The one-way cat flapThe other reason I like them best when they’re asleep is that it’s the only time that all the little beasties are safe. I can’t be doing with dead little beasties offered up as tokens of respect and appreciation. Even less do I like LIVE little beasties flapping or scuttling around my house. My daughter maintains that we once moved house because the cat let a mouse go in the house. She ‘s not totally wrong. My motivation to find a new house was certainly revved up by the thought that this mouse could drop into my soup at any moment., although I had already been on the look-out (honestly).

We had been noticing our cat spending a lot if time looking up at a curtain rail. In the end, assuming it was a fly or spider that was mesmerising the cat, I decided to shake the curtain and a mouse bounced off my head, onto the floor. In sheer panic I locked myself into the downstairs loo and shouted My daughter, who was probably only about 6 at the time, to get her boots on and find the mouse!!! You have to understand that she was, even then, a shark loving, dinosaur expert who was not afraid of any living creature (except moths, and if forced to I could deal with those). Unfortunately nothing could be done to find this mouse and even a friend who worked for Rentakil and came armed with all his technical equipment (a shovel and a brush) had no more success.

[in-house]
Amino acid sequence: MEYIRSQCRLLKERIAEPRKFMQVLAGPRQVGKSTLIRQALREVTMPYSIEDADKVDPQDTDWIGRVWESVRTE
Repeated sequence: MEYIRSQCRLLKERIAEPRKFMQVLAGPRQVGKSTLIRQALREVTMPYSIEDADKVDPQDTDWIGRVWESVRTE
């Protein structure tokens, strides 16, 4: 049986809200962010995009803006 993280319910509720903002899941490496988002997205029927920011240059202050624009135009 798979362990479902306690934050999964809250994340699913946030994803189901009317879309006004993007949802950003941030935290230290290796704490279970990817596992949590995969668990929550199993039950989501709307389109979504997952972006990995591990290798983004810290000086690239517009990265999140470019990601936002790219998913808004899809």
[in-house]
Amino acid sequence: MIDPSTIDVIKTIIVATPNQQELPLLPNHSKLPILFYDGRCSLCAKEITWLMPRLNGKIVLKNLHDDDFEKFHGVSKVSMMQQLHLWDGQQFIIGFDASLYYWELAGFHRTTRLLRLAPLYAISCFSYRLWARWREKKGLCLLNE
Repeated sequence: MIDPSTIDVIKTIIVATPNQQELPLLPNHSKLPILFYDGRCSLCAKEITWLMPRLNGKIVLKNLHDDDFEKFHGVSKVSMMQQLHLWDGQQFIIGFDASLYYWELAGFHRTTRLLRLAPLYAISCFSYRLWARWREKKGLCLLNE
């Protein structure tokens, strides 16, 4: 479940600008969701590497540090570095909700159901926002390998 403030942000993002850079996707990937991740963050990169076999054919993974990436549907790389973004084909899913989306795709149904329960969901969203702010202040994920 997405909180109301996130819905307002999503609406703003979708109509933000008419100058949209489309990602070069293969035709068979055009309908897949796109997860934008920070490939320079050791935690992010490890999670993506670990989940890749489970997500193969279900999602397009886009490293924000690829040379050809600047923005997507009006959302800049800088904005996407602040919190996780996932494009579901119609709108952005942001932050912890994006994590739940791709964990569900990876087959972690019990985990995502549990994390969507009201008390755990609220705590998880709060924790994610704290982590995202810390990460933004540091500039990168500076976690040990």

Well ill we did move house and, to my undying shame and my daughter’s undying contempt, I re homed the cat. I know, I know. Despicable. But she did go to a good home, and I’ve learned my lesson, and all our animals have a good home for the rest of our lives and would be provided for beyond that if necessary. I’ve got no better at dealing with the wee timorous beasties but since Alex left home, Mike has taken over as mouse-tamer and,  if he’s not around,  I have to go out for the day and pretend it was all part of the plan.

We now have a proper cat flap but for a long time we’ve used a customs control sort of system. Show me you’re not “carrying” and I’ll let you in …but there was a cat flap that Mike designed some years ago. A one-way cat flap which it took one of our cats only seconds to work out. She could spring out one claw which would lever the flap up and then she’d put her head under it and climb in. The other slight problem was that the cat flap was cut out of the door itself and hung with it’s slightly uneven edges back in front of the opening with a rusty pair of hinges. More shabby cheek than shabby chic. It had to go and Mike was so fed up with me nagging him about the wind whistling through the gaps that he closed it permanently in the early hours with a six inch nail, but that’s his way, bless him.